I wouldn't say you need to have lower springs, but it can enhance your ride by keeping your car lower to the ground. Keeping a lower center of gravity can further reduce the lean of your car during sharp maneuvers. Having extra stiffness in the springs can prevent your car from bouncing too much when you need to have control, just remember the bounciness basketball example.

    If you think it'd be a good idea to have rock stiff springs, just imagine walking around with shoes made of granite/rock, it's just a bad idea. You need some flex in your suspension to have a good balanced ride.

    On top of all that, lowering your car looks really good


    This is pretty easy to explain, the front strut tie bars, rear strut braces, c-pillar bars and everything else you can think of, have one goal in mind! RIGIDITY!!

    These thing work a little by themselves, but they are further enhancements to everything we mentioned above

    Should you get braces and bars? Yes

    As I said before, it's not as effective by themselves, but these modifications can enhance your ride, by further reducing twisting bending forces through your car.

    Over time, as you acquire many miles on your car, all the bending and flexing can takes it's toll and if you're really perceptive you may notice your ride not feel as solid as before.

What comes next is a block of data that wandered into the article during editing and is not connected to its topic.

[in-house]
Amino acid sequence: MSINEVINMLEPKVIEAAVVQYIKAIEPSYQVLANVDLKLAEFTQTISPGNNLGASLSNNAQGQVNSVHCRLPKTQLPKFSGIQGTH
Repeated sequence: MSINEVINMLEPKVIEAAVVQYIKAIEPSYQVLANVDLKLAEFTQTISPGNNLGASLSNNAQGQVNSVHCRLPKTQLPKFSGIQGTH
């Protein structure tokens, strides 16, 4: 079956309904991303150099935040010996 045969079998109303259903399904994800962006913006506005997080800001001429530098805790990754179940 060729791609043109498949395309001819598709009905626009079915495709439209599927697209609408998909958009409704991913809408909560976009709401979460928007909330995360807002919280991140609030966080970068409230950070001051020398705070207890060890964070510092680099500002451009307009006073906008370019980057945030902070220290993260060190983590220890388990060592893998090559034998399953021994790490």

If you get into a really old ride (15-20 years old) you'll really understand lack of rigidity.

    New cars have new steel and feel pretty rigid... because they're new.

    The goal of rigidity is keep the car solid so you can keep your tires firmly planted to the ground, since most of the twisting happens at points where the body connects with the wheels, most ride enhancing parts tighten those areas where the body meets the wheels.


    Everything we mentioned above means nothing without tires, if you really want to make the biggest impact on performance and driving as well as safety, you MUST start with your tires!

    I can't stress this enough, if you complain that your car drives like crap in the rain, it's your tires

    Want to take those turns a little faster? You'd better upgrade your tires!!


    I hope you've found this information helpful, it's not meant to be an end all point of information, but a guide to help new users understand some benefits to suspension upgrades.

    Extra performance is nice, but it means nothing if you can't put that wheel horsepower to the ground and keep it there.

    Nice writeup Orin!
    thanks, I just realized I spelled sole as soul... haha.. gotta change that.
    Awesome write up man! Very informative and easy to understand. Keep it up, I look forward to reading this kind of info.
    For our stock components, (springs, shocks, tires, etc.) which are usually the first to go? Say under decent driving conditions with 50% highway 50 city?